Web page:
gadzooks's Avatar
    Member Since
    Aug 2005
    Location
    Kingwood, Tx (Houston)
    Posts
    1,532
    Post Thanks / Like

    Default

    The 6 wt works fine. No, you can't cast the 1/0 and larger flies as easily, but if I want to cast something that large I'll grab my spinner or baitcaster and cast a lure. Flies in the 2-6 range do just fine for bass, including large ones.

  8. #8
    Paul Skaggs
    Longhunter's Avatar
    Member Since
    Jan 2007
    Location
    Kansas
    Posts
    43
    Post Thanks / Like

    Default Night Bass

    "User of big rods and reels cause momma told me not to play with my food"

    Jerry I am with mamma! I use a 9 and like big muddler minnowes, amazing how aggressive they get at night.

  9. #9
    Jerry Fletcher
    gadzooks's Avatar
    Member Since
    Aug 2005
    Location
    Kingwood, Tx (Houston)
    Posts
    1,532
    Post Thanks / Like

    Default

    Fly fishing is one area I change. A 6 wt rod will not wear you out as quickly. I started with an 8, once had a 10 for saltwater fishing. The 6 does the job, ya' just gotta pop that bug louder. Big fish will hit itsy bitsy baits. For catfish, though, I change. Don't like to leave even an eater behind because the line failed. As for bringing in a 7 or 8 pound bass, the 6 wt will do the job. I know folks who are now using as light as 2 wt rods and catching 7 lb bass with no problem.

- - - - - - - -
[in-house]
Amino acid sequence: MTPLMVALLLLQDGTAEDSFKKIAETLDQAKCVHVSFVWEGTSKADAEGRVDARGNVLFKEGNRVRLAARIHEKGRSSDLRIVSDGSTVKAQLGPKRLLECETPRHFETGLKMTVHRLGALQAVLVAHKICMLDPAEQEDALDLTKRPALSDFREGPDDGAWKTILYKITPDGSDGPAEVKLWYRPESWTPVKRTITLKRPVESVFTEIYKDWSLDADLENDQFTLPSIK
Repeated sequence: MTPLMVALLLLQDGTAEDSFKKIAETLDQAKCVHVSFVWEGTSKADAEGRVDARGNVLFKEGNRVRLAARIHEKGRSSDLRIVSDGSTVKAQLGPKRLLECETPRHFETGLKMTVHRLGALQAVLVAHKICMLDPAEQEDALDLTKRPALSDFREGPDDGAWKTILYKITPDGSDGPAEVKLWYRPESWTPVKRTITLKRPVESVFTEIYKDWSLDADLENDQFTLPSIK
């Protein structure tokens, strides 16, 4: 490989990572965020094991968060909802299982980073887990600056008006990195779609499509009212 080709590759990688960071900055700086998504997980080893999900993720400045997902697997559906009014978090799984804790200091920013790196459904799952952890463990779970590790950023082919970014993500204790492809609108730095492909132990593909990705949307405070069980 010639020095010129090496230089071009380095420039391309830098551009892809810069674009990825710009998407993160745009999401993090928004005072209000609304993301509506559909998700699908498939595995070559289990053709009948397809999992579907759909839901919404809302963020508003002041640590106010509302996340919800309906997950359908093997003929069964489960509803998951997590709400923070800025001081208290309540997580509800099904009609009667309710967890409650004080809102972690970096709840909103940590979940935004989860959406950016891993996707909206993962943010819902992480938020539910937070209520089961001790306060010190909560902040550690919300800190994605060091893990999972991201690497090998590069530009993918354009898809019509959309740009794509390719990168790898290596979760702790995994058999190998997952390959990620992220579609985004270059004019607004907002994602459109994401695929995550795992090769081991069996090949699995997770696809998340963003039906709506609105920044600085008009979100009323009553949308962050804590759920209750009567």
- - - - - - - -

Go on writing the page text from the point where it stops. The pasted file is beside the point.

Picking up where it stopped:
10. #10
    Jerry Fletcher
    gadzooks's Avatar
    Member Since
    Aug 2005
    Location
    Kingwood, Tx (Houston)
    Posts
    1,532
    Post Thanks / Like

    Default

    A compromise:

    This rod in a 6wt, good starter rod:

    http://www.templeforkflyrods.com/rods/signature.html#T

    This reel same as the rod size, or an Okuma 5/6 wt reel:

    http://www.basspro.com/servlet/catal...rTarget=browse

    This line in a 7 wt:

    http://www.basspro.com/servlet/catal...rTarget=browse

    These are some examples in a middle range beginning fly outfit. Bass Pro isn't the only place that carries those items posted from there. TFO makes premier fly rods at a much lower cost than Sage and others. A 6 wt rod can easily cast a 7 wt line, which is a good starter line weight for bass. Most fly rods will cast a line wt. one size larger or smaller than the rated line. A wide arbor 5/6 wt fly reel will handle a 7 wt. bass bug taper line. My Okuma Carina C5/6 reel, think I paid $40, does what is necessary for bass fishing with a fly rod, it holds the line.

    If you want to go cheaper, both Bass Pro and Cabela's offer decent outfits for around $100, but I wouldn't go cheaper for a combo outfit. The nice thing about a 6 wt rod, especially a decent one, is it does allow you to use that heavier line or move to one size smaller if you fish for trout. Going up one size wll not hurt performance, but going down one size may compromise casting distance.


Page 1 of 3 123 LastLast

Posting Permissions

  • You may not post new threads
  • You may not post replies
  • You may not post attachments
  • You may not edit your posts
  •